How often do you take a few minutes to really take in the natural world around you? Do you ever just look at the clouds or watch the plants blow in the wind? Really take a second to think about that. Living in Summit County, we have the luxury of having access to a number of national forest access points. So many of us play outside whether that’s by walking our dogs, skinning at the crack of the dawn, or walking to work…but I’m willing to bet that most of us pass right by without absorbing the beauty in our surroundings.

Today, we are going to talk about the benefits of being in nature. There are many different ways you can be present while in the wild – you can lay back and watch the clouds, you can sit and meditate, you can even just stare up into the trees for a while. All of these activities have been proven to elevate your mood and lower stress. Even just having a tree to look at our your office window has shown to increase productivity and happiness in the work place. Being in nature has been so beneficial to your health, the Japanese actually have a word for it – Shinrin-Yoku (Forest Bathing).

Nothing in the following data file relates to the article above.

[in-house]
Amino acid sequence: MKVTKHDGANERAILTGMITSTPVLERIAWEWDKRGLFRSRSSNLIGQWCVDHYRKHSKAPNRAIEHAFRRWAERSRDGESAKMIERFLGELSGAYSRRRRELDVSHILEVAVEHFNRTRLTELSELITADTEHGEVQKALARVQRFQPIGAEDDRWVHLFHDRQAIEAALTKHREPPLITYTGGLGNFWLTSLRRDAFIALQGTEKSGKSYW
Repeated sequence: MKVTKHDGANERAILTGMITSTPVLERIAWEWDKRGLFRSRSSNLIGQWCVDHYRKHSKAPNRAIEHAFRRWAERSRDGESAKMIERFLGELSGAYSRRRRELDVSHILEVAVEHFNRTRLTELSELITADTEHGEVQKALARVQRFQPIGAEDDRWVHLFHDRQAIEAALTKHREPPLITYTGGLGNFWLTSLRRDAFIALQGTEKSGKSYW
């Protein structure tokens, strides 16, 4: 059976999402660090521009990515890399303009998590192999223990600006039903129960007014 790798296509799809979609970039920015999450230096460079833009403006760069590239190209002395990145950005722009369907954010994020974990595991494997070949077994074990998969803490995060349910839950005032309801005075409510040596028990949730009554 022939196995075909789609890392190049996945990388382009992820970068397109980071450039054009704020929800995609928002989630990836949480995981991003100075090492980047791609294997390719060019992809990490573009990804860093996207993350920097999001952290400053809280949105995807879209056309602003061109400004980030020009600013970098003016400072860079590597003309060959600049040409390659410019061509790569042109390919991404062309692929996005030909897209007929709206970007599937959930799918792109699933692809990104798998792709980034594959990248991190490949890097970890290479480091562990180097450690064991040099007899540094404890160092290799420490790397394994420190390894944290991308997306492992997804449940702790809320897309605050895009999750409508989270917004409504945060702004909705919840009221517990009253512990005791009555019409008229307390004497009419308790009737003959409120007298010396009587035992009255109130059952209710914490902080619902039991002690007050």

In 2020, the International Journal of Environmental Research and Public Health published an article on forest bathing as an approach to improving mindfulness and psychological well-being in participants. They discovered a “significant positive correlation between nature, mindfulness, and measures of psychological well-being” when practicing forest bathing.

Forest bathing is designed to invoke all the senses – smelling the flowers, hearing the birds or trees rustle, seeing the plants and animals, and feeling the textures of nature. Trees and other plants capture dirty air and turn it into good air, so each time you escape into the woods, you’re breathing cleaner air. Taking a walk in nature also helps you build a relationship and respect for nature. By creating a connection with the outdoors, you are more likely to want to protect it. Folks who have a greater understanding of the natural world are more inclined to volunteer for a conservation project or donate to a local cause.

You can participate in your locations Wellness Walk to start your nature journey. You can also do this on your own. Next time you have the chance, stop and look up. Put your phone down. Take your earbuds out. Look around. Take note of what you see, feel, hear, and smell. Take a deep breath. Reconnect with the natural world around you.  I promise you’ll feel a little less stressed!

If you’re interested in learning more about other ways nature has an effect on us and our wellbeing, check out these resources:

The City Dark film

Treehugger Blog

Plant Blindness research

The Nature Fix book

She Explores podcast